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Management Classification Review

The Management Classification Review workstream is part of the Oregon Management Project that will convert the Principal Executive Manager (PEM) series – most of Oregon’s 2,700 state managers – into more specific, job-related classifications, and allow us to achieve our pay equity goals. 

Management Classification Review Timeline

Between now and November 2022, DAS CHRO will meet with agencies to refresh agency allocations, meet with agency subject matter experts to develop new job classification specifications, and develop the classification allocation and pay equity processes.

We will be breaking implementation down into multiple windows lasting from November 2021 through November 2022. Each window will address a different group of job families and last three months. 

Pay Equity for TOMP

The Pay Equity Analysis for TOMP Window 3-4 employees has been completed. If you changed salary ranges as a result of TOMP Window 3-4 and did not receive an email, please contact your agency Human Resources office. We anticipate this pay equity process to be completed in Spring 2023.

Allocation Appeal Process

Current Principal Executive Manager (PEM) employees who have received their new TOMP allocation and do not agree with the job family and/or management level are able to file an appeal within 15 calendar days of the date on their notice. Please ensure you've reviewed the classification specifications and include what job family and/or level would be more appropriate for your position. Please allow up to 4 weeks for a response as we may need to reach out to your agency Human Resources office for assistance. 

Please complete the Appeal Form and email to

Classification Specifications and Agency Levels

Allocation Guides

The following guides are provided to aide in the determination of leveling Agencies, Directors, Deputy/Chiefs, Consultant Advisors, and Principal Executive Managers.

Compensation Plan

Subject Matter Expert Resources

Project Documents 

Frequently Asked Questions

My TOMP notice says I’m “off step.” What does that mean?

​​​​Employees can be “off step” for a variety of reasons.  Some employees are being allocated from a non-PEM classification, and their current salary range does not align with their new TOMP salary range.  Some employees are being allocated to classifications with a job family specific pay line, and those rates differ from their current PEM salary rate.  Employees may also be off step due to specific circumstances unique to their compensation and will need to review that with their HR Department to determine why. ​​

What happens if I am off step?

Being off step occurs when an employee's base pay in their current salary range is in-between established steps in a new salary range. An increase of at least one full step in the new salary range will be made at the next benefit service date (BSD). This increase cannot exceed the top step of the new salary range.

Employees who are placed off step in their TOMP allocation will retain their current rate of pay and benefit service date.  A pay equity assessment will be conducted by DAS for employees who move to a higher/lower salary range.  If the pay equity assessment indicates a higher step, then the new salary and step will be effective November 1, 2022.  If the pay equity assessment results indicate no change in salary, the employee will remain off step until their benefit service date, at which time they will move to an established step in the range.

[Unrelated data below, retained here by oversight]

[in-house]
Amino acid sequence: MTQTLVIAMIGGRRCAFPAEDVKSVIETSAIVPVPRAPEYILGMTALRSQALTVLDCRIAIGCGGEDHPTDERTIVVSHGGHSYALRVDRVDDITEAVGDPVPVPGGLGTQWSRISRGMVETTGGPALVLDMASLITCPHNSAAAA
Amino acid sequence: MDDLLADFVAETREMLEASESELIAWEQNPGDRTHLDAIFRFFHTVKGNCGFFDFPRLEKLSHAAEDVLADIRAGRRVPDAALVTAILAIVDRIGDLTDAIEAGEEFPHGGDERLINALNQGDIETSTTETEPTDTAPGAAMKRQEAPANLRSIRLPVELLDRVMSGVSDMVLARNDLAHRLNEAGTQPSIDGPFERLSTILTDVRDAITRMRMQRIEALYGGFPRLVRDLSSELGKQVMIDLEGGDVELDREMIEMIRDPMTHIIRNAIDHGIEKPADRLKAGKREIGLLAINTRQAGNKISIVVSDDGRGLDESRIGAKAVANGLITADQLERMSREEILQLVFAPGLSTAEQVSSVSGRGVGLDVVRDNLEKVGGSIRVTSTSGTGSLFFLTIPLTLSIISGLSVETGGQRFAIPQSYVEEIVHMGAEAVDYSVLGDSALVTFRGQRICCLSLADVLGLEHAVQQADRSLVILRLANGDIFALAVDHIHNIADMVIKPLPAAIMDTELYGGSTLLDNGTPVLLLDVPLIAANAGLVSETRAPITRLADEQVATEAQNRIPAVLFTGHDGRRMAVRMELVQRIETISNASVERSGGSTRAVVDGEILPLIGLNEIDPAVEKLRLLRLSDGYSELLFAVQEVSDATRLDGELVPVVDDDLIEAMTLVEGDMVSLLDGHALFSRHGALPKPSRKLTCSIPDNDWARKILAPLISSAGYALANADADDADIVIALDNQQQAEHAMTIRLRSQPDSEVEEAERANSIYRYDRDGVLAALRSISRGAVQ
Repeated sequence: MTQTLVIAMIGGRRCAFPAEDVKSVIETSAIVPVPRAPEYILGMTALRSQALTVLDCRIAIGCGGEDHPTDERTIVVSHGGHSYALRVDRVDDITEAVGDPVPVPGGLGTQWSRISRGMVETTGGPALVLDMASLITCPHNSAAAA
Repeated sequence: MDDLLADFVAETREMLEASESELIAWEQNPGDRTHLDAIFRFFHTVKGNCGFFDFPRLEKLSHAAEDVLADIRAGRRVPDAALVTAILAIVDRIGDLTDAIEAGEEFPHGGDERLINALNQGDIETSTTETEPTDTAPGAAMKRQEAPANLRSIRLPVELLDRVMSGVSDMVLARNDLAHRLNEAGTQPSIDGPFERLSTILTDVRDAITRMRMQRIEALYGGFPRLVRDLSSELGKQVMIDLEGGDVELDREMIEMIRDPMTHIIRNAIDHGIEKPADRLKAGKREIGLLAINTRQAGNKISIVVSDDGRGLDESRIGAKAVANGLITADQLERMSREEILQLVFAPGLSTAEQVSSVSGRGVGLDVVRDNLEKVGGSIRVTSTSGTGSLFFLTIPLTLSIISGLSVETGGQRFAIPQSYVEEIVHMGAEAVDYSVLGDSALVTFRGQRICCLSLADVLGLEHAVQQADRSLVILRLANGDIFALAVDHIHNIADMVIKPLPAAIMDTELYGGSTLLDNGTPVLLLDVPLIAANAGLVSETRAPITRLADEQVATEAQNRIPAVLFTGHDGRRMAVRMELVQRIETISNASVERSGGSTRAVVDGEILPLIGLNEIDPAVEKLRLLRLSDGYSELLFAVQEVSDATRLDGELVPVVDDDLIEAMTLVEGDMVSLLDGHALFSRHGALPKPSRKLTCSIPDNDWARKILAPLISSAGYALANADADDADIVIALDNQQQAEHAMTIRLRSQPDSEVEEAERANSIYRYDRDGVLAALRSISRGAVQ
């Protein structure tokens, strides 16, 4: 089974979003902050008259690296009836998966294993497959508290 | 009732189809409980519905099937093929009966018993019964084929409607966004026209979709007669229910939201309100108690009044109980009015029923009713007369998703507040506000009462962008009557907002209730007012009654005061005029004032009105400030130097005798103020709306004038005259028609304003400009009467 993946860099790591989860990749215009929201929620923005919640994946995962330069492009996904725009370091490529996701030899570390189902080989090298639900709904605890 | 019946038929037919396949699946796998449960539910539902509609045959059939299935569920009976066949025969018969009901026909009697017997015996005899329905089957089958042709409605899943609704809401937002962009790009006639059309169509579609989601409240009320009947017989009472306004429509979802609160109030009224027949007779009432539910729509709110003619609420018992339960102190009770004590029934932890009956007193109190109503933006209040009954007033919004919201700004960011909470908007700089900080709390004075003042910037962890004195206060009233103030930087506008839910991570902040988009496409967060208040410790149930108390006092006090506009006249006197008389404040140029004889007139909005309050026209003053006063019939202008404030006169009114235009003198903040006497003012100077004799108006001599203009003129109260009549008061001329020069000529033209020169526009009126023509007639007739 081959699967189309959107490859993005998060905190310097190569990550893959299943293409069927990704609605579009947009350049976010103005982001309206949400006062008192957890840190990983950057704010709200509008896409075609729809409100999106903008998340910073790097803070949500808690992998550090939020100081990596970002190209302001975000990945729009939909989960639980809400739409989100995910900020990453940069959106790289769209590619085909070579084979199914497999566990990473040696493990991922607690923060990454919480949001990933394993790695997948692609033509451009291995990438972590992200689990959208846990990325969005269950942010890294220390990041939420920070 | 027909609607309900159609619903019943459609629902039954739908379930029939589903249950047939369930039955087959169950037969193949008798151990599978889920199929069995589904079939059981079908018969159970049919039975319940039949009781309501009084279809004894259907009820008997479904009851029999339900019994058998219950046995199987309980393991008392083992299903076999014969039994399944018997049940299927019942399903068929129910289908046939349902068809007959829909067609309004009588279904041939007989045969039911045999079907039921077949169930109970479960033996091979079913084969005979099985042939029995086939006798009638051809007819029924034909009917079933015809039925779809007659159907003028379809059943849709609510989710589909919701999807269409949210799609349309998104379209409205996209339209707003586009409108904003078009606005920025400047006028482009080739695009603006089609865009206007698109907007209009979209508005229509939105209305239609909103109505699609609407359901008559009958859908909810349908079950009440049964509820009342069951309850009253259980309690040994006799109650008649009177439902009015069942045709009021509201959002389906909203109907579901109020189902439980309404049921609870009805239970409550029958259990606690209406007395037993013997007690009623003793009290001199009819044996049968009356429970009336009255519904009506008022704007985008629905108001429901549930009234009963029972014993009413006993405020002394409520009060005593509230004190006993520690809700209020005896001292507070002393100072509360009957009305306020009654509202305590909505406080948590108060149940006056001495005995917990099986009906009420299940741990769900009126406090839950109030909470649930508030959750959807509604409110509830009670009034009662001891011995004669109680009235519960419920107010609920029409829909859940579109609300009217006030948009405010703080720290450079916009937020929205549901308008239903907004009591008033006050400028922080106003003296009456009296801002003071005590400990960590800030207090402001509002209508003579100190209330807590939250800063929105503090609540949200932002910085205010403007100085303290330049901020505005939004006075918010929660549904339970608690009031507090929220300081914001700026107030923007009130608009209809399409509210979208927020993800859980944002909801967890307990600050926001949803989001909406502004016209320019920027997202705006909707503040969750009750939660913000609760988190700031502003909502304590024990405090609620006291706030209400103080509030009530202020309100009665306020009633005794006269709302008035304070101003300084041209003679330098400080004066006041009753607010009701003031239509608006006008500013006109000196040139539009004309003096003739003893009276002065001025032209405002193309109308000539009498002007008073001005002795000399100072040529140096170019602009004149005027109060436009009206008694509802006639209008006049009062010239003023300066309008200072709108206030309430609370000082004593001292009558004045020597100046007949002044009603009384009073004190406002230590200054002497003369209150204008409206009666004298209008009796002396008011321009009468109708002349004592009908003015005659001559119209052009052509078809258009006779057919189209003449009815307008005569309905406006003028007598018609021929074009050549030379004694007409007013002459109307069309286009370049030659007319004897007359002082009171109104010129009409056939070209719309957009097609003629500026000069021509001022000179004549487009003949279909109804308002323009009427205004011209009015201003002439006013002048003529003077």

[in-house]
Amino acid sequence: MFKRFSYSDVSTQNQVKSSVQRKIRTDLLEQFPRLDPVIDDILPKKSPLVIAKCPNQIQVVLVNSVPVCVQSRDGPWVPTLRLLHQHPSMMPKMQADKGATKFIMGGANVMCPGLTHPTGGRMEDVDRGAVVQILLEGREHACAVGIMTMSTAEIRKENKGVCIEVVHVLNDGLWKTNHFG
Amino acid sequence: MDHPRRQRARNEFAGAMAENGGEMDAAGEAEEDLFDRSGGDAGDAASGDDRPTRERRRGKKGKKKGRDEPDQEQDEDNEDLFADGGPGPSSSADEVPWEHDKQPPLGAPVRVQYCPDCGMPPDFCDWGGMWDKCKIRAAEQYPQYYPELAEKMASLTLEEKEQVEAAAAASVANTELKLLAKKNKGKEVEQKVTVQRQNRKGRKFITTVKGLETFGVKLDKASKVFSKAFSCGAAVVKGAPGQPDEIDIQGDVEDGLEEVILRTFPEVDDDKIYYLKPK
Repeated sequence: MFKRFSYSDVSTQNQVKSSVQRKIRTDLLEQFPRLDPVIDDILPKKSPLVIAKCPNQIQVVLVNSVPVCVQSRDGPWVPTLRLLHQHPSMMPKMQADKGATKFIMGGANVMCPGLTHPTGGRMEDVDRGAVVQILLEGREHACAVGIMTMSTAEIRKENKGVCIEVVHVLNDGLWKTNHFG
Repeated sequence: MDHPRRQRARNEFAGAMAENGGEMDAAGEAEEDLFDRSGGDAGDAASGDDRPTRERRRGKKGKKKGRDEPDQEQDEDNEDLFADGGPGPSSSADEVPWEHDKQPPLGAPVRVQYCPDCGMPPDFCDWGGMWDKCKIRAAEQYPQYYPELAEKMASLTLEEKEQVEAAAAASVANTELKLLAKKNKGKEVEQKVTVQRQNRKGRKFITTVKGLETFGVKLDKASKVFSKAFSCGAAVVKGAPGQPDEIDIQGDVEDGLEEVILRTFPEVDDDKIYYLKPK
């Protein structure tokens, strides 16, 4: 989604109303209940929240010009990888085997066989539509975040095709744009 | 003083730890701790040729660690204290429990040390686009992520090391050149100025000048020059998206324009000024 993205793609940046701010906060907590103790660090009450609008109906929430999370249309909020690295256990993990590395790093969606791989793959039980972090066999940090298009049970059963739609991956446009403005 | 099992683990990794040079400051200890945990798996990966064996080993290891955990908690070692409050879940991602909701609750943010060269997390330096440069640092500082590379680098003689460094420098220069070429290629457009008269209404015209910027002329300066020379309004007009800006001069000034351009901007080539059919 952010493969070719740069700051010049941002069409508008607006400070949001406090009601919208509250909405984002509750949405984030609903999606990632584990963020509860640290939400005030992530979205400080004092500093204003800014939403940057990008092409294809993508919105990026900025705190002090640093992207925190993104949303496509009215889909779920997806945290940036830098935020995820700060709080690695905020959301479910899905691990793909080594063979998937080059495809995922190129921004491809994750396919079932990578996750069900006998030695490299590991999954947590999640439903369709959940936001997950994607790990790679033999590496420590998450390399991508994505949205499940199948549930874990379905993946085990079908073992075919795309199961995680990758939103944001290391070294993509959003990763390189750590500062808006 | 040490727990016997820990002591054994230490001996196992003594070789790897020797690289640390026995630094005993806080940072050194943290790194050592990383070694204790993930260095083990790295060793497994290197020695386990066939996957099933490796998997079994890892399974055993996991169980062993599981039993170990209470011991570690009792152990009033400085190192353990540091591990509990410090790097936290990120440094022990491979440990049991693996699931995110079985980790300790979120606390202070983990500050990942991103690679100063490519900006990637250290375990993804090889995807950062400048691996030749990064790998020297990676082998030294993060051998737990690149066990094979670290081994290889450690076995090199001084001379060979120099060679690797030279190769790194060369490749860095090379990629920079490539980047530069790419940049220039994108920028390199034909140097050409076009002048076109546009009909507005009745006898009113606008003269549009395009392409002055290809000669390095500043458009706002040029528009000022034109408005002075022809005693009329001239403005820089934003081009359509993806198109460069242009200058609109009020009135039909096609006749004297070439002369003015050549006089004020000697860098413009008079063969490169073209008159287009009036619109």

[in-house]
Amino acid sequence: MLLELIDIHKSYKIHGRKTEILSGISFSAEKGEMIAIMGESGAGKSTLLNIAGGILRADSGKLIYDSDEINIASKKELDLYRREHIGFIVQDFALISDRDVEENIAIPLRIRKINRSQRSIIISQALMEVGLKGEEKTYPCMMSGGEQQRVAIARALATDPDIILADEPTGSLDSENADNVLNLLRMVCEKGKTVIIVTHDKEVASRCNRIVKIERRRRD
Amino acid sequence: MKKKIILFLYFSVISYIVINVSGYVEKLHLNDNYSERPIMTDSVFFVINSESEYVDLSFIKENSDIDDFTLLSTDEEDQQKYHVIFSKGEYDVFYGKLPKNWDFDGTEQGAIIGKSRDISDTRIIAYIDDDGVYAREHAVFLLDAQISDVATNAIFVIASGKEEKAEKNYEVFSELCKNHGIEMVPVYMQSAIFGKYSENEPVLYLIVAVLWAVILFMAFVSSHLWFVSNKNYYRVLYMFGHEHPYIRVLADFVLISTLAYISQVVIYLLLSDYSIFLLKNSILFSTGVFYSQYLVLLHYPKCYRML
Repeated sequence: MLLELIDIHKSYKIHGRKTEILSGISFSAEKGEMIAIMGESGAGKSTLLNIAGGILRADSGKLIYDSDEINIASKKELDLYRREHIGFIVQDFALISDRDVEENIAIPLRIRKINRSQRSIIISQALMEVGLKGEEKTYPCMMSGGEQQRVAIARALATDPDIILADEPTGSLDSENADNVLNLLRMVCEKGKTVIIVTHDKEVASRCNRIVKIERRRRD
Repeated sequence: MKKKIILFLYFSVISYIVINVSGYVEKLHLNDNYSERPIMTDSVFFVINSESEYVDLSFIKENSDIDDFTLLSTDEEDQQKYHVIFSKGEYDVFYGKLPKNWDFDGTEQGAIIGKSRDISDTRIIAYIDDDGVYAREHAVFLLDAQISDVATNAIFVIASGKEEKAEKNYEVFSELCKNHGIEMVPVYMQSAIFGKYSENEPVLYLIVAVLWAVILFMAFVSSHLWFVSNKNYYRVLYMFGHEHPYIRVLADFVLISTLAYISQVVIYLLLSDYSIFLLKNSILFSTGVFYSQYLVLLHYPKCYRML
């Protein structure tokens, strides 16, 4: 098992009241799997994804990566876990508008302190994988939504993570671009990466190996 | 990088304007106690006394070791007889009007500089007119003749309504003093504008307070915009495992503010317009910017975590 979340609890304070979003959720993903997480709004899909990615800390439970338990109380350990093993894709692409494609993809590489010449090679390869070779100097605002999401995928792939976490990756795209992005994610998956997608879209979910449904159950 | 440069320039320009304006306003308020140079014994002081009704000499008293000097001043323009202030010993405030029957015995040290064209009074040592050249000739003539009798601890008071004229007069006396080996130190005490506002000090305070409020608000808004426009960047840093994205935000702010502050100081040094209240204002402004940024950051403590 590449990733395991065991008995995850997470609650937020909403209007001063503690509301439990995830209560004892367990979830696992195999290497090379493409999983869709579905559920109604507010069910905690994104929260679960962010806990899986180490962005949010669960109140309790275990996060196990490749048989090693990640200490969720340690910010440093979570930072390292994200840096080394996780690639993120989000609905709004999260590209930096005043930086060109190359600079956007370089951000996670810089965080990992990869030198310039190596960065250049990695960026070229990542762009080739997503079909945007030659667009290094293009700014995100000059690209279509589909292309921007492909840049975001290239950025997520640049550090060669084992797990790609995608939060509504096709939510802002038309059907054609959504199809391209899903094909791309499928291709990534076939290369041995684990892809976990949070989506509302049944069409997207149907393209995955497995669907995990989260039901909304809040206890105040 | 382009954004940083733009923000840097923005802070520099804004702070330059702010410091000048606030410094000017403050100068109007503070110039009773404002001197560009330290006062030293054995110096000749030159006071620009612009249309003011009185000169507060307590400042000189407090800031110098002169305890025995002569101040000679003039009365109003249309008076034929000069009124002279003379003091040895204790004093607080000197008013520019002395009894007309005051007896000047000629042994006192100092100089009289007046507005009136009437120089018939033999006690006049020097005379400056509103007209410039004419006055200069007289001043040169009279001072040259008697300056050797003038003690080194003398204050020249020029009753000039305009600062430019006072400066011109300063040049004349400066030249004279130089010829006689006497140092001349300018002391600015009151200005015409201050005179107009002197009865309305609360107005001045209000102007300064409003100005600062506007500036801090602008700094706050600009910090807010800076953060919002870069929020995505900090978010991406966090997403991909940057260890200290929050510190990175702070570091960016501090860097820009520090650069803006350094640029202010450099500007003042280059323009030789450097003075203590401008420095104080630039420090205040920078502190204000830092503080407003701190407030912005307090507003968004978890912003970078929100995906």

The above is a generally summary of the off step process, for the full policy please review the statewide policy Policy: 30.005.01 Effect of Position Classification Changes on Incumbents.​

Who is in scope in the Management Classification Review?

​​​The scope of the Oregon Management Project is currently focused on positions in the Principal Executive Manager series. There are many classifications that have management service positions (e.g. Internal Auditor) however, those are not in the scope of this project.​

WIll managers have to take another survey?

​​No! Data collected in 2014 helped inform the structure of the new classification system. Since we are utilizing the same system we designed previously we do not need to collect addtional data. 

How will I be placed into a new classification?

​​The DAS Classification and Compensation unit has partnered with Agency leadership to appropriately place all PEMs into occupationally-specific classifications. 

Will my salary change?
​​​​Given the majority of these classification’s overall position to market, the compensation structure for the new classifications will, with few exceptions, align with the current PEM compensation. The compensation structure will also look familiar, as the new classifications will continue with the step system.

Individual salary placement will be reviewed at the time of allocation. Depending on the allocation, some employees may see an increase to their salaries. In the unlikely event that an employee is allocated to a lower level classification, that employee’s salary will be retained. If an employee’s salary is above their new classification’s structural salary maximum, their salary will be held until the salary falls within the new range.
How will my salary placement be determined?

​​​Employee salary placement will be determined based on classification allocation and a pay equity assessment. CHRO and agency human resources will utilize employees’ Workday profile to evaluate work history and qualifications. Employees need to ensure their Workday records are up to date for accurate analysis.​

What if I don't agree with my allocation or salary placement?